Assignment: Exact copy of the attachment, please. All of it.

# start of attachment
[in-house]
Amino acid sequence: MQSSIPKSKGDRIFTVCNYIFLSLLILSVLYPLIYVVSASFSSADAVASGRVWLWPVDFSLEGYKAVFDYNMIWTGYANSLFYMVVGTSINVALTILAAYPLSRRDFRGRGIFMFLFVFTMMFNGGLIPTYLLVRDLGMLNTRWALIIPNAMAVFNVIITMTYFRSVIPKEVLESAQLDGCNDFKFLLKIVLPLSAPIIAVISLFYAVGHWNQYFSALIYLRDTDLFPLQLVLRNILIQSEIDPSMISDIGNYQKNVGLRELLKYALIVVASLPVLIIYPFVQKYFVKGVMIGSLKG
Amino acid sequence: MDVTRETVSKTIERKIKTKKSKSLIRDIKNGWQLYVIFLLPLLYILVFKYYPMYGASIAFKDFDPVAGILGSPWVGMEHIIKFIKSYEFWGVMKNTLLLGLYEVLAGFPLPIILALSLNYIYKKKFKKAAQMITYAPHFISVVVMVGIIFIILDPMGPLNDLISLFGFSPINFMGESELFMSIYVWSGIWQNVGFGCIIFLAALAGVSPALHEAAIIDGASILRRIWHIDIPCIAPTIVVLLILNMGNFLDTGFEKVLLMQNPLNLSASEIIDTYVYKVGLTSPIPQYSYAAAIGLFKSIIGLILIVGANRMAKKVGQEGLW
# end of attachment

[in-house]
Amino acid sequence: MQSSIPKSKGDRIFTVCNYIFLSLLILSVLYPLIYVVSASFSSADAVASGRVWLWPVDFSLEGYKAVFDYNMIWTGYANSLFYMVVGTSINVALTILAAYPLSRRDFRGRGIFMFLFVFTMMFNGGLIPTYLLVRDLGMLNTRWALIIPNAMAVFNVIITMTYFRSVIPKEVLESAQLDGCNDFKFLLKIVLPLSAPIIAVISLFYAVGHWNQYFSALIYLRDTDLFPLQLVLRNILIQSEIDPSMISDIGNYQKNVGLRELLKYALIVVASLPVLIIYPFVQKYFVKGVMIGSLKG
Amino acid sequence: MDVTRETVSKTIERKIKTKKSKSLIRDIKNGWQLYVIFLLPLLYILVFKYYPMYGASIAFKDFDPVAGILGSPWVGMEHIIKFIKSYEFWGVMKNTLLLGLYEVLAGFPLPIILALSLNYIYKKKFKKAAQMITYAPHFISVVVMVGIIFIILDPMGPLNDLISLFGFSPINFMGESELFMSIYVWSGIWQNVGFGCIIFLAALAGVSPALHEAAIIDGASILRRIWHIDIPCIAPTIVVLLILNMGNFLDTGFEKVLLMQNPLNLSASEIIDTYVYKVGLTSPIPQYSYAAAIGLFKSIIGLILIVGANRMAKKVGQEGLW